Posted by Meg Imholt
Usually filled with listserv emails, notes from Mom, and reminders from professors, rarely anything stirring appears in my Inbox. However, Saturday brought the urgent subject heading: "PLEASE REPLY—Fuel Cell Car."
Like any eco-minded undergrad, bringing a fuel cell car to campus is the stuff of my dreams. As a member of American University's environmental club, EcoSense, this could be the eye-catching, consumer-educating event I've always imagined sponsoring.
Then, I read the email.General Motors
was using the campus to run its “gas-friendly to gas-free
" greenwashing campaign with “Representatives on hand to give tips on how to achieve better fuel economy, info on GM
's alternative fuel offerings, and hybrid technology etc.”GM
was looking for student sponsors, in this case: EcoSense's green stamp of approval.
Hosting a hybrid and fuel cell car show may be the event of a student environmentalist's dreams, but promoting GM
is far from eco-friendly.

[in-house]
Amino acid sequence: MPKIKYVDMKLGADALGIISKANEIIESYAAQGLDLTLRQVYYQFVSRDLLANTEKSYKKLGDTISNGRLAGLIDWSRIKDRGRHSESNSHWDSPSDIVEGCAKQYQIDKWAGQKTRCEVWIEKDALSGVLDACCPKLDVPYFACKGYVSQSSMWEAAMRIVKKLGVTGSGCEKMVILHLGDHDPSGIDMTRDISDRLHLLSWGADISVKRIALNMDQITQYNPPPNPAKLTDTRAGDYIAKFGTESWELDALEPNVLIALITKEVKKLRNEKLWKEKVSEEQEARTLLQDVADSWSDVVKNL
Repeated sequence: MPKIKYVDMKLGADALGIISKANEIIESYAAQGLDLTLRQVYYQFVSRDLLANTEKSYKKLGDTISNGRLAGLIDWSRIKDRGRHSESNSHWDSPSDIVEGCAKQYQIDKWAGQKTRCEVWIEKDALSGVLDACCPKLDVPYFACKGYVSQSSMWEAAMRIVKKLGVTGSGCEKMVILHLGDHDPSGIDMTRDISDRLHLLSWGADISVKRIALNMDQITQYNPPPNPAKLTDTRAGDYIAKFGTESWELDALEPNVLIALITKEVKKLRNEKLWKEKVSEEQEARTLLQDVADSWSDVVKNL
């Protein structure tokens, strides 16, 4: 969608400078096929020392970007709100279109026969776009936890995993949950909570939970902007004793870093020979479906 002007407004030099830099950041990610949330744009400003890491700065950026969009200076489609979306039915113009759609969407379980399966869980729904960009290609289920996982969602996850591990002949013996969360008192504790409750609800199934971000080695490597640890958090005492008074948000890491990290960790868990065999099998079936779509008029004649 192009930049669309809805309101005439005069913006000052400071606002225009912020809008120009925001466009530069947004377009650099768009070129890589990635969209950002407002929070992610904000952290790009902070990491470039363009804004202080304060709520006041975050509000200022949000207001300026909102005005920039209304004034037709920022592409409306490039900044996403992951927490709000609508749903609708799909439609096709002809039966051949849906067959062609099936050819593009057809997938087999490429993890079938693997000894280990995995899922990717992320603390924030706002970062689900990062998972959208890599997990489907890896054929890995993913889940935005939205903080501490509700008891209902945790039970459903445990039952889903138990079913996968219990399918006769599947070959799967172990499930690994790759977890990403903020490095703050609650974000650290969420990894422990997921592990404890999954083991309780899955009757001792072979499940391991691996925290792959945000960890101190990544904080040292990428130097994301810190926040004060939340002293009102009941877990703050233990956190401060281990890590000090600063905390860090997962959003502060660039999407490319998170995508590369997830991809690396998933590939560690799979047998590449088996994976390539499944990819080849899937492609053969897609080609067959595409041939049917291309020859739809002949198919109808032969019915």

As I write this, GM
is feverishly lobbying Congress for $25B
that it was supposed to get in exchange for fuel economy increases. The company wants the money now, but without the efficiency strings attached. Do a few hybrid and fuel cell cars compensate for such destructive policies? Do they make up for GM
's opposition to stricter CAFE standards
? Or the corporation's lawsuits against states for limiting car emissions
is asking students to greenwash?
I didn’t take the bait, and neither did the rest of EcoSense. Citing GM
's culture of corporate irresponsibility, we refused to endorse the auto makers latest greenwashing scheme.
, it seems that "green" is not a movement, but a marketing strategy. If GM
wants to profit off a green economy, it needs a green business -- one that puts efficient cars in showrooms and endorses, rather than interferes with, greener standards.Meg Imholt, intern at Greenpeace USA, is a senior at American University and Vice President of the school's environmental club, EcoSense.